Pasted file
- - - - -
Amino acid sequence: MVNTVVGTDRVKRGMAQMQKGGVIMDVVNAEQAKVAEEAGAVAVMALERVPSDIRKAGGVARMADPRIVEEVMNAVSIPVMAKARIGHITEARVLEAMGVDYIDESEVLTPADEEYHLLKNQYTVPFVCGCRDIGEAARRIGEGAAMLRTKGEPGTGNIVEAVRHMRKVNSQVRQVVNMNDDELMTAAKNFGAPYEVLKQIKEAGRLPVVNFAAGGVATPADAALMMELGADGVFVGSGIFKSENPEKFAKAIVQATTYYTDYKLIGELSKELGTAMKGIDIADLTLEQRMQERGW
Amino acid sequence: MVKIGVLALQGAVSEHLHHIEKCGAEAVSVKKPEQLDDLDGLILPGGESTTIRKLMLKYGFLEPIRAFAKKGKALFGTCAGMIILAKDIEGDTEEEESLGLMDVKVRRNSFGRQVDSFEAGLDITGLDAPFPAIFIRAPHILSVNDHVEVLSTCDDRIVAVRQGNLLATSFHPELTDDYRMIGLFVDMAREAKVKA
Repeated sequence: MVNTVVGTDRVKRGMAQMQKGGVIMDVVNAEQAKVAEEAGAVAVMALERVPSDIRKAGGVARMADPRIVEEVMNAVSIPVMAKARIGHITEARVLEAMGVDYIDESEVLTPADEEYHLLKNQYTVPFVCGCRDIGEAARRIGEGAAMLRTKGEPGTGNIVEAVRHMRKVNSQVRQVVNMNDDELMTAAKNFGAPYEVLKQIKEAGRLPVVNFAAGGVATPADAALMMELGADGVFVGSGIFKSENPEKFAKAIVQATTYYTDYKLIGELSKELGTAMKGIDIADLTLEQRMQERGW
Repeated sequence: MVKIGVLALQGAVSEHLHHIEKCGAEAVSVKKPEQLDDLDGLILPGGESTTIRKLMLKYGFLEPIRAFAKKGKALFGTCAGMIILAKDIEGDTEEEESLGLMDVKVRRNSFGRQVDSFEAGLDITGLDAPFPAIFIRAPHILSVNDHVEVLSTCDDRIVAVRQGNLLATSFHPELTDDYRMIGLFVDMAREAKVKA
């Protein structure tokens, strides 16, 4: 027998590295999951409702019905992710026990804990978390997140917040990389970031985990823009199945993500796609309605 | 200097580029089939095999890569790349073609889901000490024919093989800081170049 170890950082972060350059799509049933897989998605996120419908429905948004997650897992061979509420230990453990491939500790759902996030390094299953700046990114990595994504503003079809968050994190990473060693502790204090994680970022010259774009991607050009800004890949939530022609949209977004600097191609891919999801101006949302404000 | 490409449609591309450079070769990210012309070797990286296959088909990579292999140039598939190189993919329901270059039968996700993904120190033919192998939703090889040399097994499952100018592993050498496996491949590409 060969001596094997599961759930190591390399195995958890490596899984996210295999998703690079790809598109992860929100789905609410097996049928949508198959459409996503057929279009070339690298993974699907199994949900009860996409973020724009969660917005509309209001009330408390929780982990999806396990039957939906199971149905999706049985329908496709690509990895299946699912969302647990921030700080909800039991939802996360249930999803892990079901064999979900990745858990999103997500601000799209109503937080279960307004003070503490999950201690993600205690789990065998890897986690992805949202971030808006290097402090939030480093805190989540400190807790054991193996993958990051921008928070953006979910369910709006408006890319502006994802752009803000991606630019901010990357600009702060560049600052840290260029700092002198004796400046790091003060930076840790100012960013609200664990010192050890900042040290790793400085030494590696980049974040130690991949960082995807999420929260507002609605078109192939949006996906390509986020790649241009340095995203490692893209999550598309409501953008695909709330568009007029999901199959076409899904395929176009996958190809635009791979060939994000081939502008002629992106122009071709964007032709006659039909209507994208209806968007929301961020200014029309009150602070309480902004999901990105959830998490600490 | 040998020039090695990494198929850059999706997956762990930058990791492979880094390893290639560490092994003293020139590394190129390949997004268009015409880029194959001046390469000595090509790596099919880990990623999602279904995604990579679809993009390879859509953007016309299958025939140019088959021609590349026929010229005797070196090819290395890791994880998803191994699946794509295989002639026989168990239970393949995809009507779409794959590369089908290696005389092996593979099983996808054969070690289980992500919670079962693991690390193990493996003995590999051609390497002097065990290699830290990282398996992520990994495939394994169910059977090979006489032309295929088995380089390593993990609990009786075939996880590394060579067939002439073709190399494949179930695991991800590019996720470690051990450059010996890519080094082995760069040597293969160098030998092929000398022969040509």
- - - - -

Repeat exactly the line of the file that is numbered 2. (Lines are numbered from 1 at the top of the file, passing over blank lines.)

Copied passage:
Amino acid sequence: MVKIGVLALQGAVSEHLHHIEKCGAEAVSVKKPEQLDDLDGLILPGGESTTIRKLMLKYGFLEPIRAFAKKGKALFGTCAGMIILAKDIEGDTEEEESLGLMDVKVRRNSFGRQVDSFEAGLDITGLDAPFPAIFIRAPHILSVNDHVEVLSTCDDRIVAVRQGNLLATSFHPELTDDYRMIGLFVDMAREAKVKA